The air quality in the national capital and adjacent areas was recorded in the “poor” category on Monday morning, with concentration of fine particulate matter – PM2.5 and PM10 – increasing to the highest recorded levels this season so far. However, the Ministry of Earth Sciences’ air quality monitor, SAFAR, said the air quality index (AQI) was likely to improve slightly in the coming days due to a change in the wind direction.
The city recorded an overall AQI of 240 at 10 am. The 24-hour average AQI was 216 on Sunday and 221 on Saturday.
The AQI in Jahangirpuri (301) and Vivek Vihar (316) hit the “very poor” category.
An AQI between 0 and 50 is considered ‘good’, 51 and 100 ‘satisfactory’, 101 and 200 ‘moderate’, 201 and 300 ‘poor’, 301 and 400 ‘very poor’, and 401 and 500 ‘severe’.
PM10 levels in Delhi-NCR stood at 242 microgram per cubic meter (µg/m3) at 9 am — the highest this season so far, according to CPCB data. PM10 levels below 100 µg/m3 are considered safe in India.
PM10 is particulate matter with a diameter of 10 micrometers and is inhalable into the lungs. These particles include dust, pollen and mold spores.
The levels of PM2.5 – finer particles which can even enter the bloodstream – were 106 µg/m3. PM2.5 levels up to 60 µg/m3 are considered safe.
Delhi’s air quality had turned poor on Wednesday, the first time in since June 29, with the Central Pollution Control Board recording a 24-hour average AQI of 215.
SAFAR said as many as 448 farm fires were observed in Punjab, adjoining Pakistan, Haryana and Uttar Pradesh which impacted Delhi’s air quality on Sunday.
However, the wind direction will change from northwesterly to southeasterly and the impact of farm fires will reduce, it said.
On Monday morning, Delhi’s minimum temperature settled at 19.4 degrees Celsius. The maximum wind speed was 4 kilometers per hour.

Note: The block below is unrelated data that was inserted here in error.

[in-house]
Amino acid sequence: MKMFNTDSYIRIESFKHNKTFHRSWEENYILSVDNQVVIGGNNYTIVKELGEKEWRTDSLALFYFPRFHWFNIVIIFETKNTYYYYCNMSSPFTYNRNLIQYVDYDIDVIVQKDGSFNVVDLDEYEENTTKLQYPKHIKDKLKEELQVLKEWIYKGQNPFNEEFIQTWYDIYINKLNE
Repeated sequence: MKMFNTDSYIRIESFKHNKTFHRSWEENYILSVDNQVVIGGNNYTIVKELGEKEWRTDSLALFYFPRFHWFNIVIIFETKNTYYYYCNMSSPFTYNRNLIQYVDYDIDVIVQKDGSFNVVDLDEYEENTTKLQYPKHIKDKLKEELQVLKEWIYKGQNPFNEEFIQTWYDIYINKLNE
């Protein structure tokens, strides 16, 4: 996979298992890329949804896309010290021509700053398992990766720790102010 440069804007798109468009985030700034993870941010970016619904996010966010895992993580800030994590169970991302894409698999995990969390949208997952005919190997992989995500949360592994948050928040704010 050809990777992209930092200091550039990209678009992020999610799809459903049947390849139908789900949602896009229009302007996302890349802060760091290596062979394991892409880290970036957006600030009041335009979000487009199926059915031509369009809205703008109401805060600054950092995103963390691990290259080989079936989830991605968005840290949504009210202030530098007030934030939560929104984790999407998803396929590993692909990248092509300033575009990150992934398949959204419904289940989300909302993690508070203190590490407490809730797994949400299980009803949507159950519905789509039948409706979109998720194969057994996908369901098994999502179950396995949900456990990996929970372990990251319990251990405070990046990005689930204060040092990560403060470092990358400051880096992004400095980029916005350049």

Low temperatures and stagnant winds help in accumulation of pollutants near the ground, affecting air quality.
With Delhi-NCR bracing for months of poor air quality, experts have warned that high levels of air pollution can aggravate the COVID-19 pandemic.
High level of air pollution in Delhi is a year-round problem, which can be attributed to unfavourable meteorological conditions, farm fires in neighbouring regions and local sources of pollution.
According to an analysis by the Council on Energy, Environment and Water, a Delhi-based think tank, transportation contributes the most — 18 to 39 percent — to Delhi’s air pollution.
Road dust is the second largest source of air pollution in the city (18 to 38 percent), followed by industries (2 to 29 percent), thermal power plants (3 to 11 percent) and construction (8 percent).
This year, the Delhi government has launched a massive anti-air pollution campaign — “Yuddh Pradushan Ke Viruddh’ — which is being led by Chief Minister Arvind Kejriwal and Environment Minister Gopal Rai.
A “green war room” with a 10-member expert team has been set up at the Delhi Secretariat to monitor the steps being taken to deal with high levels of air pollution in winters.
The environment department has also taken stern action against project proponents at large construction and demolition sites flouting dust control norms.
The government will also start the spraying of “Pusa bio-decomposer” solution in non-basmati rice fields in the national capital, starting Tuesday.
The solution, experts say, can turn the stubble into manure in 15 to 20 days and therefore, can prevent stubble burning.’
Starting October 15, stricter measures to fight air pollution will also come into force in Delhi and its neighbourhood as part of the Graded Response Action Plan, which was first implemented in Delhi-NCR in 2017.